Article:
The city says Caspian claimed expenses unrelated to the police HQ including billing for work done on Soul Sanctuary — a church on Chevrier Boulevard that was built by a Caspian-controlled company at the same time work was conducted on the Winnipeg police HQ project.

That claim is supported by invoices from the Garcea-owned painting company, Colour Design, wrote Winnipeg CAO Michael Jack in an affidavit. 

One of the invoices submitted as an exhibit in the case had the handwritten notation: “WPS $850,000 Soul $230,000,” according to court documents. 

In a statement, Soul Sanctuary lawyer Leilani Kagan wrote that the church “has no knowledge of the allegations made by the City in its most recent court filings.”

The city also alleged in its May 4 notice of motion that it paid Caspian $740,000 for additional concrete work on the police HQ project that was “supported by S&J quotations.”

However, the “total known payments to S&J and Granite Concrete for project-related work were only approximately $50,000,” the city claims.

Previous court filings in the city’s lawsuit included an email exchange between Babakhanians and his son Shaun about John Garcea, the principal for S&J Construction.

This email is one of hundreds filed by the City of Winnipeg as evidence against Phil Sheegl in the city’s lawsuit. In this particular message, Caspian contractor Armik Babakhanians and his son Shaun are concerned if they ask Sheegl to intervene on their behalf, city officials will get suspicious. (Manitoba Court of Queen’s Bench)

That email exchange suggested Garcea was looking for a way into the police gun range project, but later appeared concerned that if they asked Sheegl to intervene, city procurement officials may grow suspicious.

“He’s got way too much hair on him and it will be way too easy for somebody to start drawing lines [between] Sheegl, Garcea and Caspian,” Shaun Babakhanians said in an email to his father and a police HQ subcontractor.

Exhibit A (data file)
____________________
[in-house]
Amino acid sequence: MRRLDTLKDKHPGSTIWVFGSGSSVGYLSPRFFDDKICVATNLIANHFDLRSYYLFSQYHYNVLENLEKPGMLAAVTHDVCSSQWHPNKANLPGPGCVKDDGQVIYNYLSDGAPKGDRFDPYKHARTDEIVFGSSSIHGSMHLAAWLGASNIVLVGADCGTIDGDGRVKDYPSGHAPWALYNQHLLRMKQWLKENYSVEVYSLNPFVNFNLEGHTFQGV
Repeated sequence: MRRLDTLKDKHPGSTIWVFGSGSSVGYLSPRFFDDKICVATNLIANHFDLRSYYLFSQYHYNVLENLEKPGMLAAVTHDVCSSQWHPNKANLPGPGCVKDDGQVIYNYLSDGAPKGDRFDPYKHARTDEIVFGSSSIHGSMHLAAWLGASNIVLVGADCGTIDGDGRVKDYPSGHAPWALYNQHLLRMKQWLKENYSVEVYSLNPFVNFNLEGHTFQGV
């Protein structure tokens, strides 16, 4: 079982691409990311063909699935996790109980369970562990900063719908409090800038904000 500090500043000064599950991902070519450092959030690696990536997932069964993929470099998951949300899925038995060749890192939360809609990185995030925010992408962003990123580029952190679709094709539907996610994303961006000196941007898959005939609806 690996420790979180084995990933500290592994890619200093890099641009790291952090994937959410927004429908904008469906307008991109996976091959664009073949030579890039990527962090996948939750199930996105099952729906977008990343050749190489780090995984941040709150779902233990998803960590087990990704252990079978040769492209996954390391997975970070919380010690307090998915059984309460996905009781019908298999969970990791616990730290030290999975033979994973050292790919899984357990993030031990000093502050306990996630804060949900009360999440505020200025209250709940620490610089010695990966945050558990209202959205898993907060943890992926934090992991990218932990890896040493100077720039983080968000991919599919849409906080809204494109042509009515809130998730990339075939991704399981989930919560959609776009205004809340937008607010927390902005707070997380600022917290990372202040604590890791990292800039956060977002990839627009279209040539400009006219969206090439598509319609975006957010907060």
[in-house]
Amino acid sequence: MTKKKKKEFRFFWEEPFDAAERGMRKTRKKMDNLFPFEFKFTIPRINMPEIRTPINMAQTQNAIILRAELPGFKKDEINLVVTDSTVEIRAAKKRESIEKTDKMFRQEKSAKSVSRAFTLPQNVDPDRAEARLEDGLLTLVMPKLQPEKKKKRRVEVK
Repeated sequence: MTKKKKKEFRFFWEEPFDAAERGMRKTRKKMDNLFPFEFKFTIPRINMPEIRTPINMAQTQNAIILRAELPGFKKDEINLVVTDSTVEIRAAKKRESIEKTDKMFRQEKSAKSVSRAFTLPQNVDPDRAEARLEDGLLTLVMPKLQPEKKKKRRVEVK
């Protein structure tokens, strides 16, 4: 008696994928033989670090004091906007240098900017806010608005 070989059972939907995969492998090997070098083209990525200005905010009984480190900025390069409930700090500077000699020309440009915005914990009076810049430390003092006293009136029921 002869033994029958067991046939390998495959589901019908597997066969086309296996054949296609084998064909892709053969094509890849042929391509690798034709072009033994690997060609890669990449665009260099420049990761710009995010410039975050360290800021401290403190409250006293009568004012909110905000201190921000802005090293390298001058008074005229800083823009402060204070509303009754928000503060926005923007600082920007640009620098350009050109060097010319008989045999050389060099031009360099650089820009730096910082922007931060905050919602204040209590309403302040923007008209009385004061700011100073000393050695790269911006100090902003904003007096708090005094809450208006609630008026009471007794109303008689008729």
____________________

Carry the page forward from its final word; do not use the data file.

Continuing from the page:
Company documents show Strada was incorporated on Oct. 24, 2011, one day before the date of the first Strada invoice to Caspian for work conducted on the police HQ.

Court documents show Caspian paid Strada almost $1.2 million in 2012 and five days later, Strada paid Caspian the same amount.

The City of Winnipeg alleges in a May 4 Notice of Motion that Caspian paid Strada Construction in one invoice for $1,162,586.25 and five days later, Strada issued a cheque to Caspian for the same amount. (Manitoba Court of Queen’s Bench)

Company billed for work conducted elsewhere: city

In the new court filing, the city also accuses Abesco Ltd. and its owner, Wally Fast, of defrauding taxpayers.

Caspian claimed expenses unrelated to the police HQ, supported by Abesco invoices, which the city paid, according to the latest filing.

“These non-project expenses included expenses for work done on the Soul Sanctuary project, the Winnipeg Transit Garage project and the K9 project,” said the notice of motion.

About $1.9 million of the $2.6 million the city paid Caspian for Abesco work on the police HQ was actually spent elsewhere, the city’s court filing claims.

Abesco fabricates and erects structural steel for large construction projects. It’s located in the West Monroe neighbourhood in East Kildonan. (CBC)

Previous court documents include a 2013 email exchange between Armik Babakhanians and Abesco’s Fast.

“Wally please call me important need to do progress for transit but you claim on police,” Babakhanians told Fast in the email.

None of the city’s allegations have been proven in court.

Prior to the city’s civil lawsuit, the police headquarters project was the subject of two external audits and an RCMP fraud-and-forgery investigation.

That investigation, which spanned five years, ended in 2019 with no charges laid.